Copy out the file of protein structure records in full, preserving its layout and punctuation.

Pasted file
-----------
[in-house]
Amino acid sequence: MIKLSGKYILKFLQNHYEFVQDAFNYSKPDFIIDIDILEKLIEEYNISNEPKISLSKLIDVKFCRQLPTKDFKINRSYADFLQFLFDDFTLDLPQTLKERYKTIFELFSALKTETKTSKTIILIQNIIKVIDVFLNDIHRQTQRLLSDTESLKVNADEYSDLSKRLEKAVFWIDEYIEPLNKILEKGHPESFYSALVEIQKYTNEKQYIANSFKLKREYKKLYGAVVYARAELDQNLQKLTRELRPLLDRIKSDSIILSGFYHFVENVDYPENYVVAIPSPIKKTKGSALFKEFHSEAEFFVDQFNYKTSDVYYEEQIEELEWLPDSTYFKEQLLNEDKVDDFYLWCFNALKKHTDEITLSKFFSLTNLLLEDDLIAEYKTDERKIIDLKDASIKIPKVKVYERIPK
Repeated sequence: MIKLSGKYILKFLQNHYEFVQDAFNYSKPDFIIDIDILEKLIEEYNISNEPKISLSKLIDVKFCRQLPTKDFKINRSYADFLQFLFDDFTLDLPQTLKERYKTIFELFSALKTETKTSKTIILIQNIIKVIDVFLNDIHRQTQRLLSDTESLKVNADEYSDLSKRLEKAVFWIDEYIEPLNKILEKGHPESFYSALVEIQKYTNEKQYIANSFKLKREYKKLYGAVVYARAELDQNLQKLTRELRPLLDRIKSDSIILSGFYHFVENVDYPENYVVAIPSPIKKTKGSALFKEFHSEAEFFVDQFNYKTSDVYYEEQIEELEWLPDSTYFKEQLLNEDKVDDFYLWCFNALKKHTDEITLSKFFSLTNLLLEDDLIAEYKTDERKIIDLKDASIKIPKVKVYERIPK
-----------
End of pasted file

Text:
[in-house]
Amino acid sequence: MIKLSGKYILKFLQNHYEFVQDAFNYSKPDFIIDIDILEKLIEEYNISNEPKISLSKLIDVKFCRQLPTKDFKINRSYADFLQFLFDDFTLDLPQTLKERYKTIFELFSALKTETKTSKTIILIQNIIKVIDVFLNDIHRQTQRLLSDTESLKVNADEYSDLSKRLEKAVFWIDEYIEPLNKILEKGHPESFYSALVEIQKYTNEKQYIANSFKLKREYKKLYGAVVYARAELDQNLQKLTRELRPLLDRIKSDSIILSGFYHFVENVDYPENYVVAIPSPIKKTKGSALFKEFHSEAEFFVDQFNYKTSDVYYEEQIEELEWLPDSTYFKEQLLNEDKVDDFYLWCFNALKKHTDEITLSKFFSLTNLLLEDDLIAEYKTDERKIIDLKDASIKIPKVKVYERIPK
Repeated sequence: MIKLSGKYILKFLQNHYEFVQDAFNYSKPDFIIDIDILEKLIEEYNISNEPKISLSKLIDVKFCRQLPTKDFKINRSYADFLQFLFDDFTLDLPQTLKERYKTIFELFSALKTETKTSKTIILIQNIIKVIDVFLNDIHRQTQRLLSDTESLKVNADEYSDLSKRLEKAVFWIDEYIEPLNKILEKGHPESFYSALVEIQKYTNEKQYIANSFKLKREYKKLYGAVVYARAELDQNLQKLTRELRPLLDRIKSDSIILSGFYHFVENVDYPENYVVAIPSPIKKTKGSALFKEFHSEAEFFVDQFNYKTSDVYYEEQIEELEWLPDSTYFKEQLLNEDKVDDFYLWCFNALKKHTDEITLSKFFSLTNLLLEDDLIAEYKTDERKIIDLKDASIKIPKVKVYERIPK